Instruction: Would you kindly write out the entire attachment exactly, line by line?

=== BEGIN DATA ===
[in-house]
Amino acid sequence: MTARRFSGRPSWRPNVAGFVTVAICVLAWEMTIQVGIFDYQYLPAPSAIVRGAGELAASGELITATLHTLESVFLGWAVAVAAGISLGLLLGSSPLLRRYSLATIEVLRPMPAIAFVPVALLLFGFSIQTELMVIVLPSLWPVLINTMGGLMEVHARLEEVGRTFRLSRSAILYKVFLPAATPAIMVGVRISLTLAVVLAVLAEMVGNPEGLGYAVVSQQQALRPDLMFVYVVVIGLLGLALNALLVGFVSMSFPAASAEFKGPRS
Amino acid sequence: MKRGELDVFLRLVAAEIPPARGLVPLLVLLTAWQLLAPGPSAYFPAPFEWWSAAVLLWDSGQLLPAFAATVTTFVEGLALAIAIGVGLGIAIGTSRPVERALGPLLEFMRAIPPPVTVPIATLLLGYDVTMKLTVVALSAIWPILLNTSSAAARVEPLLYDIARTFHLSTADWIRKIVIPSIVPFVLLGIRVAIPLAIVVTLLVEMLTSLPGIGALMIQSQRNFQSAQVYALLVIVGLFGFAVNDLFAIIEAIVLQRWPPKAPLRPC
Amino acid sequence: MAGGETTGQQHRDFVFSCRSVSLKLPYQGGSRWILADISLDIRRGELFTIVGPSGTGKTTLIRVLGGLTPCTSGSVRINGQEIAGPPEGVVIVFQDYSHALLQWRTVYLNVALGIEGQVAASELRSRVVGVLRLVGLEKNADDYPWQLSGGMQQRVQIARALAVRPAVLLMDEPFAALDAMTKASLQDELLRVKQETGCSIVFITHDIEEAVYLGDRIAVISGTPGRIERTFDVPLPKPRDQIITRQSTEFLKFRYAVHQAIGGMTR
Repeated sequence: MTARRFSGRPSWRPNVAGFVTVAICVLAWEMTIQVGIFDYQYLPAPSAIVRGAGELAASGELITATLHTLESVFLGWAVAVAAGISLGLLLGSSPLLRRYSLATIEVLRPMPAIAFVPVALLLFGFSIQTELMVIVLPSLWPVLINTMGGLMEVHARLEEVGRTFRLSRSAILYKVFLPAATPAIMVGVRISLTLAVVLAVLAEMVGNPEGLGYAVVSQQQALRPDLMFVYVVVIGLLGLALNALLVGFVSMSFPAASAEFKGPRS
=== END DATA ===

[in-house]
Amino acid sequence: MTARRFSGRPSWRPNVAGFVTVAICVLAWEMTIQVGIFDYQYLPAPSAIVRGAGELAASGELITATLHTLESVFLGWAVAVAAGISLGLLLGSSPLLRRYSLATIEVLRPMPAIAFVPVALLLFGFSIQTELMVIVLPSLWPVLINTMGGLMEVHARLEEVGRTFRLSRSAILYKVFLPAATPAIMVGVRISLTLAVVLAVLAEMVGNPEGLGYAVVSQQQALRPDLMFVYVVVIGLLGLALNALLVGFVSMSFPAASAEFKGPRS
Amino acid sequence: MKRGELDVFLRLVAAEIPPARGLVPLLVLLTAWQLLAPGPSAYFPAPFEWWSAAVLLWDSGQLLPAFAATVTTFVEGLALAIAIGVGLGIAIGTSRPVERALGPLLEFMRAIPPPVTVPIATLLLGYDVTMKLTVVALSAIWPILLNTSSAAARVEPLLYDIARTFHLSTADWIRKIVIPSIVPFVLLGIRVAIPLAIVVTLLVEMLTSLPGIGALMIQSQRNFQSAQVYALLVIVGLFGFAVNDLFAIIEAIVLQRWPPKAPLRPC
Amino acid sequence: MAGGETTGQQHRDFVFSCRSVSLKLPYQGGSRWILADISLDIRRGELFTIVGPSGTGKTTLIRVLGGLTPCTSGSVRINGQEIAGPPEGVVIVFQDYSHALLQWRTVYLNVALGIEGQVAASELRSRVVGVLRLVGLEKNADDYPWQLSGGMQQRVQIARALAVRPAVLLMDEPFAALDAMTKASLQDELLRVKQETGCSIVFITHDIEEAVYLGDRIAVISGTPGRIERTFDVPLPKPRDQIITRQSTEFLKFRYAVHQAIGGMTR
Repeated sequence: MTARRFSGRPSWRPNVAGFVTVAICVLAWEMTIQVGIFDYQYLPAPSAIVRGAGELAASGELITATLHTLESVFLGWAVAVAAGISLGLLLGSSPLLRRYSLATIEVLRPMPAIAFVPVALLLFGFSIQTELMVIVLPSLWPVLINTMGGLMEVHARLEEVGRTFRLSRSAILYKVFLPAATPAIMVGVRISLTLAVVLAVLAEMVGNPEGLGYAVVSQQQALRPDLMFVYVVVIGLLGLALNALLVGFVSMSFPAASAEFKGPRS